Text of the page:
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    It takes dedicated practice (like all things that are worthwhile), but eventually you’ll be able to capture not just phrases but entire lines at once (perhaps in two glances for really wide texts, ie one-column websites). At this point, you can practice making the process even faster by scanning down the page rapidly, instead of across.

    Allow your eyes to run over each line without stopping. With practice, you’ll be reading each line in the time it takes to run your eyes over it.

    You can practice your speed reading skills at Spreeder.

    Remember that the most common reason for slow reading is fear (just like most obstacles in life); fear of missing an important word or line, of confusing the meaning of the text down the track, of having to go back to the top of the page and start again. Lose this fear and allow yourself to go with the flow, keep reading forward – never backward, unless you’ve truly missed something. This takes practice, because backtracking is an ingrained habit, ever since your first grade teacher told you to read slow and take your time, word-by-word. How inefficient!

    One Book at a Time

    Maybe one word at a time is a bad idea, but perhaps not so much when it comes to reading one book at a time!

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    Trying to read two fiction books and four non-fiction books at once is not doing you any favors. In fact, you’d be sabotaging yourself from every perspective; it would take more time, since it’s harder to pick up the book and keep reading where you left off if your attention is divided between more than one, and you’d have a much harder time absorbing the content. So, the multitasked books are not only taking more of your time, but there’s no reason to read them in the first place since you’re not learning anything. That’s a lifehackista’s nightmare!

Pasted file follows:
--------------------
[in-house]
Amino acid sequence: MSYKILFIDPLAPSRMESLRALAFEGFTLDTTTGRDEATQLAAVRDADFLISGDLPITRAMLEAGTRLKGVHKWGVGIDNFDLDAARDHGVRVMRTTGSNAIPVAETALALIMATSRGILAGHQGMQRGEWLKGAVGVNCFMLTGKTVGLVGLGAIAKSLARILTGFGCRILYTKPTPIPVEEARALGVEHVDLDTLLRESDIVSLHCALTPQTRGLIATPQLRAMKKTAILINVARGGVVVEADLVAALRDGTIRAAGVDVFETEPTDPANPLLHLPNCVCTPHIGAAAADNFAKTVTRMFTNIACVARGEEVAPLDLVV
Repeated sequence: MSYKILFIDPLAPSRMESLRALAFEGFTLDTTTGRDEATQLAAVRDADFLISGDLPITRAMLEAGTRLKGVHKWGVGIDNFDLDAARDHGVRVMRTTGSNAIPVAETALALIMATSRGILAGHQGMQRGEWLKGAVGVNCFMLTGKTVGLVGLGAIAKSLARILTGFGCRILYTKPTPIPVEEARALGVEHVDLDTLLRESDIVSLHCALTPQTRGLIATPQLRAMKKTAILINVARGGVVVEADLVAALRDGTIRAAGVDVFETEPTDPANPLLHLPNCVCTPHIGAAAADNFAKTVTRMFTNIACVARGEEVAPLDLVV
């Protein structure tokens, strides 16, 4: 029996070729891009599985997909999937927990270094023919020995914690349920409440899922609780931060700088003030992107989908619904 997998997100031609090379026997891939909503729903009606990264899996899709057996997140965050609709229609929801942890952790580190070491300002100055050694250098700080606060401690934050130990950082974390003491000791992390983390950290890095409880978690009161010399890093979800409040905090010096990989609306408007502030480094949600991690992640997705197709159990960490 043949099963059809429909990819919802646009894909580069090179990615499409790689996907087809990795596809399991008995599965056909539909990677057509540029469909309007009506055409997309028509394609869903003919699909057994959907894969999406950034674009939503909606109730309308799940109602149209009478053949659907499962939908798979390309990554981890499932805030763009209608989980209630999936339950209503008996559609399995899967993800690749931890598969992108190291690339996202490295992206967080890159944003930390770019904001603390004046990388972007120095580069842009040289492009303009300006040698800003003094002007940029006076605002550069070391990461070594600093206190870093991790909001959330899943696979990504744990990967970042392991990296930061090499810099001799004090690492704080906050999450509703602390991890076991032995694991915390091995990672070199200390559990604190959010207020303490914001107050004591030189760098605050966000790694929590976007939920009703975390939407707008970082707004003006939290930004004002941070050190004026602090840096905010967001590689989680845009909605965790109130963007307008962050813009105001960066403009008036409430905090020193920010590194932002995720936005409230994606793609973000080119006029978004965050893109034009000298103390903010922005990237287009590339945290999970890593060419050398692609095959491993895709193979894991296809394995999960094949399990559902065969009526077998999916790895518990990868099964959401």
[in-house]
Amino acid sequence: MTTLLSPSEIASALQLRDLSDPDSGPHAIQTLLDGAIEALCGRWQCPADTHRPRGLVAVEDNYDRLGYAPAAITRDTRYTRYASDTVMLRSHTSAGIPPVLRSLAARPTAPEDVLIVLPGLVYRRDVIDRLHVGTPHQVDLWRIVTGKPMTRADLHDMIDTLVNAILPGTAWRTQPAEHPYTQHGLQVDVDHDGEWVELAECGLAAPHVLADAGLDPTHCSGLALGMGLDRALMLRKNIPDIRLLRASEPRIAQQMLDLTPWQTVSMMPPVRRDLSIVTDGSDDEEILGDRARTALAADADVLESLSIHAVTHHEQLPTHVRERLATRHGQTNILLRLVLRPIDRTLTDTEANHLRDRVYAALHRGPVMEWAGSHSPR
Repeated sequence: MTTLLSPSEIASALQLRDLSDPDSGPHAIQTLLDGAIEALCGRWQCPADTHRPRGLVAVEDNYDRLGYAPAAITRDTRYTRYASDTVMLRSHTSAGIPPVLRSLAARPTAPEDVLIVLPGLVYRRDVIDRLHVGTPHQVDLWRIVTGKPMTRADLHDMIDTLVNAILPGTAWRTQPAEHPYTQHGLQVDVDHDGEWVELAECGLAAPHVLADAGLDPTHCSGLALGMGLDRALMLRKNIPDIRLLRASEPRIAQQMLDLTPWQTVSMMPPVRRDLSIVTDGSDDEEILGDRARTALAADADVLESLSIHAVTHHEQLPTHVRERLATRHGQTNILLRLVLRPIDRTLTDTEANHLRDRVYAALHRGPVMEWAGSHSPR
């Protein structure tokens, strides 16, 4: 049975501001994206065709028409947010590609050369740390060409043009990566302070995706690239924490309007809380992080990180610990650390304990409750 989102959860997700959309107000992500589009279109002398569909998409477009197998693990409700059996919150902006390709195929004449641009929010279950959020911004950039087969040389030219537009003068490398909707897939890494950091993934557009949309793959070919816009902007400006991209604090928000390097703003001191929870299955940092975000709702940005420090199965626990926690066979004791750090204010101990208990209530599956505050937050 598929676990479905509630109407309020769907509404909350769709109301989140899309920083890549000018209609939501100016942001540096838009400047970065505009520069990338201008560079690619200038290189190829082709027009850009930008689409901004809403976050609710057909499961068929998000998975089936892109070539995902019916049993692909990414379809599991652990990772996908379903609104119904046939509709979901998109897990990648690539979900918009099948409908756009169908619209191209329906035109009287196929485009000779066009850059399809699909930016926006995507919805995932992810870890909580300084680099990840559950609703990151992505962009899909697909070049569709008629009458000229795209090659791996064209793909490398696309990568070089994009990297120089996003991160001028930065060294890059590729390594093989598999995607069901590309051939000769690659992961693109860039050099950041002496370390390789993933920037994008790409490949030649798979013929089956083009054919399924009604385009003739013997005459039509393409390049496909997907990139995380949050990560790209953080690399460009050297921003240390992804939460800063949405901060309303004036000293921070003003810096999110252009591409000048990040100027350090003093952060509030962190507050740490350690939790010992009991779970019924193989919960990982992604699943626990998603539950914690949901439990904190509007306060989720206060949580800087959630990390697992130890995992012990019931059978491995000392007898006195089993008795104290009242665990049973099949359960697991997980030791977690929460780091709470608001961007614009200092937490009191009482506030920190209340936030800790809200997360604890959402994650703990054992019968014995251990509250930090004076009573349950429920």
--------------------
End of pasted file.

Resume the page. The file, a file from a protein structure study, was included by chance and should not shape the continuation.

It is wise to limit yourself to one fiction and one non-fiction book at all times. This is the perfect reading level, and not only do I suggest you not exceed it, but you should not be reading any less than this amount at a given time. Both are important for different reasons to our productivity and growth.

    You can safely read a fiction and non-fiction book at the same time – your brain won’t confuse the two like it will confuse two stories or two textbooks.

    Ditch Yer Browser, Use RSS

    One excellent way to read faster, when it comes web content, is to use RSS wherever it’s available. The process of switching from one website to another, and then going deeper into each website to read new content, takes a lot more time than reading the new content in one aggregated location. I’d say using an RSS reader can at least halve the time it takes to do your daily online reading. Take advantage of it.

    Next time: optimize your writing process.

    More by this author

    Joel Falconer

    Editor, content marketer, product manager and writer with 12+ years of experience in the startup, design and tech digital media industries.

    Mastering the Art of Prioritization The Importance of Scheduling Downtime How to Make Decisions Under Pressure 11 Free Mind Mapping Applications & Web Services How to Use Parkinson’s Law to Your Advantage

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    Last Updated on June 20, 2019

    50 Businesses You Can Start In Your Spare Time

    50 Businesses You Can Start In Your Spare Time

    Most people want a few more dollars in their wallets. But between an employer and family, the time most of us can devote to a second job is severely limited. Running a small side business can provide a few more options: you don’t have to show up at a set time and you can use skills you already have. Not all will be perfect for everyone, of course, and I’m sure that you’ll have a few ideas of your own after reading this list. If you’d like to share any other business ideas, please add them in the comments.